Overseas Headlines- January 31, 2018.

 January 31, 2018.

United States:

Stocks Tumble, Bonds No Haven as Selloff Worsens: Markets Wrap

The Dow Jones Industrial Average tumbled 362 points, helping to send U.S. stocks to the biggest two-day decline since May, while yields on benchmark government bonds touched April 2014 highs as caution crept into markets after one of the best starts to a year in recent history. Screens flashed red across most asset classes, with investors on edge ahead of a slew of earnings, a U.S. rate decision, the president’s address to Congress and major economic data. All major U.S. equity indexes sank a second day, with investors pocketing profits from a four-week rally that greeted 2018. The 10-year Treasury yield pushed above 2.73 percent, the highest since April 2014. Commodities retreated, led by crude and industrial metals. Gold turned lower, while the dollar fluctuated. Equities took a series of blows that added to the selling. MetLife Inc. headlined a series of disappointing earnings, dampening enthusiasm over tax cuts. News that Amazon.com, JPMorgan Chase and Berkshire Hathaway plan a joint unit that may redefine health-care jolted that sector to the steepest drop in more than a year. Apple Inc., the world’s largest company by market value, sank to a three-month low amid reports of a government inquiry and as concern mounts that its latest iPhone isn’t selling briskly. Energy producers slumped with the price of crude.


Signs of Old Age Abound in a Bull Market Closing In on History

Two days of violent price action in U.S. stocks and now everyone’s worried the party’s over. It’s been a long celebration. In a little more than a year since Donald Trump was elected president, the S&P 500 Index has yet to have a down month, and $8 trillion of equity value has been created. Looking around, you could be forgiven for thinking it’s gotten a little extended — that we’re closer to the end than the beginning. This week has seen the heaviest selling since May as investors questioned the rally’s staying power.



Euro-Area Inflation Slowdown Highlights ECB’s Uphill Battle

Inflation in the euro area slowed at the start of the year, highlighting the hurdles faced by the European Central Bank as it attempts to foster price growth in a region still beleaguered in places by high unemployment. Consumer prices rose 1.3 percent in January, the European Union’s statistics office said on Wednesday. The reading exceeds the median forecast of 1.2 percent in a Bloomberg survey but is below December’s rate of 1.4 percent. Just minutes before the report, Executive Board member Benoit Coeure said inflation would “only very gradually” converge to the ECB’s goal of close to but below 2 percent, justifying continued stimulus. While economic growth in the 19-country region is at its strongest in a decade and joblessness has declined, price pressures have failed to pick up to a similar extent despite unprecedented efforts by the ECB. President Mario Draghi said last week that developments were still heavily reliant on monetary support, arguing that it’s too soon to discuss winding down asset purchases later this year. In the euro area, the “labour-market recovery is still a few years behind other advanced economies like the U.S. and the U.K.,” said Jack Allen, an economist at Capital Economics in London. That means “domestic price pressures are going to build only very slowly, core inflation will rise only very slowly, so the ECB is going to be very cautious about normalizing monetary policy.” Core inflation, which strips out volatile elements such as food and fuel, nudged up to 1 percent in January from 0.9 percent. That rate hasn’t been near 2 percent since 2008.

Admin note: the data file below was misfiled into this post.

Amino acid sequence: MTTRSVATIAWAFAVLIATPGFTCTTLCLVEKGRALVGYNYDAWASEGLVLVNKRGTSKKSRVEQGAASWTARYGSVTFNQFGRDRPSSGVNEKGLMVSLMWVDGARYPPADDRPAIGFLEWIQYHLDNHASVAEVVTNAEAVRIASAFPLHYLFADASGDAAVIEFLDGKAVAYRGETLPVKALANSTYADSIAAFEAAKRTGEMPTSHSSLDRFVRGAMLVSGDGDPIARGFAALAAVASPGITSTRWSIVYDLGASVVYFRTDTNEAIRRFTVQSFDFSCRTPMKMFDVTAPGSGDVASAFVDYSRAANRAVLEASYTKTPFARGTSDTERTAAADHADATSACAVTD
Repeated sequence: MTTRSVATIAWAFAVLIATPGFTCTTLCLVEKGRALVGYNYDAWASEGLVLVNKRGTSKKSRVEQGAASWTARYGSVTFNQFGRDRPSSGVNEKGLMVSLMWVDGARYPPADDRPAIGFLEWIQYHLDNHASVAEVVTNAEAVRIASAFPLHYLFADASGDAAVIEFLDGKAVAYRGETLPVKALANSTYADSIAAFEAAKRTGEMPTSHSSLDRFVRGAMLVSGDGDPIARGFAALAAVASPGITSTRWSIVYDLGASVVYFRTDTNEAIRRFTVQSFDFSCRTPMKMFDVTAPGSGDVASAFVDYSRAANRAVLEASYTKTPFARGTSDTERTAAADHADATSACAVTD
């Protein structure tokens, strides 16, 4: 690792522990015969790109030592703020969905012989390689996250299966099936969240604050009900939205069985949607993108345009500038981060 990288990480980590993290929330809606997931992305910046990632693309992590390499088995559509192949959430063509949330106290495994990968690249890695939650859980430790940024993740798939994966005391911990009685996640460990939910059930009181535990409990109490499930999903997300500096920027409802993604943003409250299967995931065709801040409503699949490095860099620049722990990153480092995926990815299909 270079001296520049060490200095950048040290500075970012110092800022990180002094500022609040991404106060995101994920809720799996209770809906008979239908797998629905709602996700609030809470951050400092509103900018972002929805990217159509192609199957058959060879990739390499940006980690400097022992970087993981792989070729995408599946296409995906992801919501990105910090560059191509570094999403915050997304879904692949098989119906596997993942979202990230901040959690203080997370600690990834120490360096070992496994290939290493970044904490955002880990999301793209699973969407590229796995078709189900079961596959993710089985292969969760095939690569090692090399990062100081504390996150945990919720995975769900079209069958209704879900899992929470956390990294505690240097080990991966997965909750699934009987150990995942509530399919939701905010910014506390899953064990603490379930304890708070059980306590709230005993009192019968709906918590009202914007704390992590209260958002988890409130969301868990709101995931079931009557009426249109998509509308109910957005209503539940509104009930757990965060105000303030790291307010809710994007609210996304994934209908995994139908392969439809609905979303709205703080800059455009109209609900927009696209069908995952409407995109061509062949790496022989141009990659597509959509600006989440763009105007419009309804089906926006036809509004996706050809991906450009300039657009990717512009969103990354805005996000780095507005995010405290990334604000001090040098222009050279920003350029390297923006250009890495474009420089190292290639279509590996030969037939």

Warnings on Correction in Asia, Hong Kong Stocks Grow Louder

It’s time to take some money off the table. That’s according to strategists across Wall Street, who say a pullback in Asian equities is imminent. Morgan Stanley is eyeing a “meaningful” dip in the Hang Seng Index within weeks, while Goldman Sachs Group Inc. says the MSCI AC Asia Pacific excluding Japan Index could drop more than 10 percent. Both gauges are enjoying one of their longest bull runs on record, entering its 717th day. While there’s been no shortage of warning signs, with most technical and valuation metrics flashing sell, investors have been reluctant to cash out. The region’s resilient economic growth, rebounding corporate profits and relatively low multiples have been enough to sustain the rally, and are likely to attract dip buyers when markets do fall, the strategists say. “Signs of overheating are emerging, but our macro and earnings cycle analysis indicates that markets remain well-supported by fundamentals,” Goldman Sachs strategists including Timothy Moe wrote in a Tuesday note. “We remain strategically bullish, while acknowledging that a trading correction is possible given how long markets have rallied.”